COME August 15, 2016, we will celebrate 70 years of Independent India. India has travelled a long way socially, economically and politically. It’s time for introspection. What should be the roadmap for a new vibrant India? What is the apparatus on hand for such a voyage? India desires impeccable, hardworking, and result-oriented civil servants. The file pusher’s epoch has disappeared. Prime Minister Narendra Modi has started experimenting in assigning posts to the civil servant in a non-traditional way. This has generated uproar even among the senior-most civil servants. gfiles cover story, ‘Melting the Steel Frame’, analyses what is happening in India’s civil services. MG Devasahayam explains why it was formed and how Sardar Patel believed its need, “In April 1948, Sardar Patel wrote to Prime Minister Jawaharlal Nehru advocating the formation of independent civil service in the functioning of which “political considerations, either in its recruitment or in its discipline and control, are reduced to the minimum, if not eliminated altogether.” This was strongly opposed by the Chief Ministers and many members of the Constituent Assembly. Speaking to the Assembly in October 1949, the Sardar said: “You will not have a united India if you do not have a good All India Services which has independence to speak out its advice—if you do not adopt this course, then do not follow the present system, substitute something else.” K Subramaniam writes about the adaptability of the system, “The most amazing story of the steel frame was the demolition of inspector raj. The IAS cut down on its own powers by doing away with the bureaucratic network that had became a hindrance to growth, enabling India to enter into the liberalised and globalised world.”
Former Cabinet Secretary Prabhat Kumar explains, “The latest discontent of a large section of officers in the Central ministries is that the bureaucracy has largely been rendered redundant in the present regime. There is hardly any worthwhile work being handled in the ministries. Ministers are scared of taking initiative, lest it may be resented by the PMO. The decisions are handed down from the PMO and are expected to be religiously followed by the rank and file.” The situation is serious. Is this a churning aimed at ameliorating the condition of Indians or is it being done to deal with the burden gifted to Modi by the Congress.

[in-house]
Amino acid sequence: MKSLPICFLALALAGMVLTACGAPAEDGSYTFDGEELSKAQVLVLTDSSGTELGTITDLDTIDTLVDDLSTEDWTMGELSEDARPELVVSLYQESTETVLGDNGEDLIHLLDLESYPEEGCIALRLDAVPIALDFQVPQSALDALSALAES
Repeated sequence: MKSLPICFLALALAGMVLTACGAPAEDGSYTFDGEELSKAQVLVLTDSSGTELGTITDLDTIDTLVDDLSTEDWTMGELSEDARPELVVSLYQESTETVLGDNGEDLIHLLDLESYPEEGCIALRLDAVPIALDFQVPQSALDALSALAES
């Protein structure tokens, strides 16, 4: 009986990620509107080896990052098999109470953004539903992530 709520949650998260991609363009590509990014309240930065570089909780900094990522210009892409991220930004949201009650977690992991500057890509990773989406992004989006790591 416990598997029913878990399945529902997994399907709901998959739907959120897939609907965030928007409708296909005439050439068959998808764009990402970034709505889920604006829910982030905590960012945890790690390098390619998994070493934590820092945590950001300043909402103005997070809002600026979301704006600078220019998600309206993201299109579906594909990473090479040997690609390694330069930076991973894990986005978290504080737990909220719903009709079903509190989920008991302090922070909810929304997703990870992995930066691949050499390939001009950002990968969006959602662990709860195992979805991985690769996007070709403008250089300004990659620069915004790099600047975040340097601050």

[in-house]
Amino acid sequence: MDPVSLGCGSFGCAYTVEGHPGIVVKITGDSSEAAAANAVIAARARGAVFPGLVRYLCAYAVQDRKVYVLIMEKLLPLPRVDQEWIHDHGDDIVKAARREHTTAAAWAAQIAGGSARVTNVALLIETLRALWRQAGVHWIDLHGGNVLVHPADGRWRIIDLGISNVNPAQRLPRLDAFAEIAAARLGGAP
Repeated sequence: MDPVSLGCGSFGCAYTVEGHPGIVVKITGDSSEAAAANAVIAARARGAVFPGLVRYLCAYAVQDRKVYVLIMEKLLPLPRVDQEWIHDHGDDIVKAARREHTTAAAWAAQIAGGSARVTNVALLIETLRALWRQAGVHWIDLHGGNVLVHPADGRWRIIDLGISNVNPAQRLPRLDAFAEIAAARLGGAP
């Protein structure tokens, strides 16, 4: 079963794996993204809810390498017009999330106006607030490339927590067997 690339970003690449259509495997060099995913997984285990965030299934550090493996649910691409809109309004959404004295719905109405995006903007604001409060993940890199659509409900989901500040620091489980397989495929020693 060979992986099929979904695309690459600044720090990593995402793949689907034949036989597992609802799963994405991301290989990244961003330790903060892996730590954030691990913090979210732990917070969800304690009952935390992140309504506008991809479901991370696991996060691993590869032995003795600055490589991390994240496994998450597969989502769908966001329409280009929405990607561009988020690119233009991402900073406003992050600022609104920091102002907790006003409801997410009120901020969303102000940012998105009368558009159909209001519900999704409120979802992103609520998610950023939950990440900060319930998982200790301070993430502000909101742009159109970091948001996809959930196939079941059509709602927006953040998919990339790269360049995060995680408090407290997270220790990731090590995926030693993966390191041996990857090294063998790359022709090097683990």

One has to understand the new political dynamics. India is habituated to rule by a set of civil servants. The BJP and Modi both have to prove to India that the new dispensation is for change and perform. Modi can’t be expected to behave like his predecessors otherwise the people of India will wonder why they elected Modi. Transformation is the name of the game, which is what Modi is doing. He is shedding, pruning the accumulated burden of years. Should this be a reason for discontentment among civil servants? Prabhat Kumar writes, “The emerging prototype of decision making may not be palatable to many senior bureaucrats. But modalities and procedures, in my view, should not be allowed to override outcomes as the ultimate test of the effectiveness of the government. It will be erroneous to blame the PMO of upsetting the procedural integrity of the Westminster system of governance if the new mode of decision-making serves the overarching objective of development and welfare of people”. Well said. Happy Independence Day.
VOL. 10, ISSUE 5 | AUGUST, 2016